Freelance data scientist hourly rate

How much is a freelance data scientist’s hourly rate? There is no simple answer and it doesn’t make much sense to talk about average rates. The main factors determining a freelance data scientist’s hourly rate are location, speciality and experience level, not to mention the data scientist’s business acumen and negotiation skills.

It can be hard to find out exactly what hourly rate a freelance data scientist can charge because freelance work is not always advertised and when it is, the rate is usually negotiable.

How do qualifications and experience level affect a freelance data scientist’s hourly rate?

A freelance data scientist hourly rate varies according to where they lie on the scale from novice to expert consultant
A freelance data scientist’s hourly rate varies according to where they lie on the scale from novice to expert consultant

Let’s imagine a number of scenarios. I am quoting some typical figures for UK- or US-based freelance data scientist hourly rates but the numbers would vary by location.

Novice freelance data scientist hourly rate

A novice freelance data scientist who is fresh out of university can probably use online marketplaces such as Upwork to apply for small freelance data science gigs, and will be competing with people of similar experience levels worldwide. The competition will include people in low-income countries and people who have learnt data science on a bootcamp course rather than a degree programme, and the clients may not always know how to distinguish qualified freelancers from unqualified, so there will be a race to the bottom on novice freelance data scientist hourly rates. You can read my post on how to become a freelance data scientist for more information about joining Upwork and other marketplaces, and what to expect.

My Upwork profile. You can put a freelance data scientist hourly rate on your Upwork profile.
My Upwork profile. You can put an hourly rate on your Upwork profile.

Hourly rates are advertised on Upwork and most likely the novice freelance data scientist can charge an hourly rate of $50. Most of the gigs they take on will be relatively low-level, perhaps mundane tasks in Python rather than cutting-edge machine learning, and this is reflected in an inexperienced freelance data scientist’s hourly rate. However there do exist some highly-paid expert jobs, mainly under the “UK only” or “US only” filter, which will pay a market rate better suited to your location.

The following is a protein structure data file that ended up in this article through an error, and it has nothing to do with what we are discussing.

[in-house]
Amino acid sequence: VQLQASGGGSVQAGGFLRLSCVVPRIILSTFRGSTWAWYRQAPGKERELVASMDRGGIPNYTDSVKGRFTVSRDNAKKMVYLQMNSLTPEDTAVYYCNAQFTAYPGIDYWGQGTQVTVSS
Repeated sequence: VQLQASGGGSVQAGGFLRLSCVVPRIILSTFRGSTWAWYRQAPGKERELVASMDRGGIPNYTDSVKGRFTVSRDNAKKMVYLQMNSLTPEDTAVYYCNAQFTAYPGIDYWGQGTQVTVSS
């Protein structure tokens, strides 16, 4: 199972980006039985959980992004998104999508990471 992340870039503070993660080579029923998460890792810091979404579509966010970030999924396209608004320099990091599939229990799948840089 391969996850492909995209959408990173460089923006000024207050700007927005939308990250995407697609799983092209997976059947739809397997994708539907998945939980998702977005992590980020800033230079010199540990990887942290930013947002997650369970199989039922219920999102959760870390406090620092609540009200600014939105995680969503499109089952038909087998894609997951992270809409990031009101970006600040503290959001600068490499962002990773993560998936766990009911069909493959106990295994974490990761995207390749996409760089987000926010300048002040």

freelance data scientist hourly rate upwork graph min
Freelance data scientist hourly rates averaged around $80/hour for contracts in Natural Language Processing on Upwork in 2020. There were a few very highly-paid outliers, but the majority of Upwork contracts which I could find were in the <$50/hour range.

Moderately experienced freelance data scientist hourly rate

A freelance data scientist with a moderate amount of experience can charge a slightly higher hourly rate. Imagine a freelance data scientist with a Masters or PhD and a few years of experience working in small but unknown companies.

A moderately experienced freelance data scientist can use their connections and network on LinkedIn to find more challenging work. Perhaps they will have a degree of experience in a particular industry and they can leverage that. A moderately experienced freelance data scientist could charge an hourly rate of about $100.

I have found a few interesting freelance jobs simply from in-person and online networking. For example, a university alumnus might recommend a colleague who has an interesting problem in NLP and which might be right up my street. These kinds of leads can be very valuable when they come in.

Contractor freelance data scientist hourly rate

A freelance data scientist with a decade or more of experience can charge much higher hourly rates. Let us imagine a freelance data scientist who has been working in machine learning since before the term “data science” was widely used. This person has worked across a range of industries. This freelance data scientist prefers to work in comfortable long term contracts for a single client, alongside the client’s permanent employees. The rates for contracting are good and a contractor freelance data scientist can charge hourly rates up to $200.

In the UK it’s possible to get some feel for what hourly rates a freelance data scientist can charge, simply by looking at the advertised rates for contractor roles.

I’ve taken a sample of 54 data science contract positions in natural language processing which were advertised in London in 2018-2020 on a variety of marketplaces. I have taken the daily or hourly rates which were either advertised or stated by the recruiter when I spoke on the phone. You can see that there is a lot of variation but the contracted hourly rates averaged around $115/hour. In general, freelance data science contracts in natural language processing or computer vision tended to pay higher hourly rates than contracts in general data science, and the hourly rates are also higher than the rates for employment.

It should be noted that I avoided startups and small companies when choosing the advertised contract roles, so these are generally the higher paying roles on the UK market.

Freelance data scientist hourly rates averaged around $115/hour for contracts in Natural Language Processing in London in 2018-2020, however there was a lot of variation.
Freelance data scientist hourly rates averaged around $115/hour for contracts in Natural Language Processing in London in 2018-2020, however there was a lot of variation.

Expert consultant freelance data scientist hourly rate

Finally, there are the consultants. A consultant data scientist does not apply for jobs or gigs on any kind of marketplace, but rather uses networking and even direct sales pitches. This person operates effectively as a small company and may compete against small and medium-sized consultancies, and this is reflected in the consultant freelance data scientist’s rates.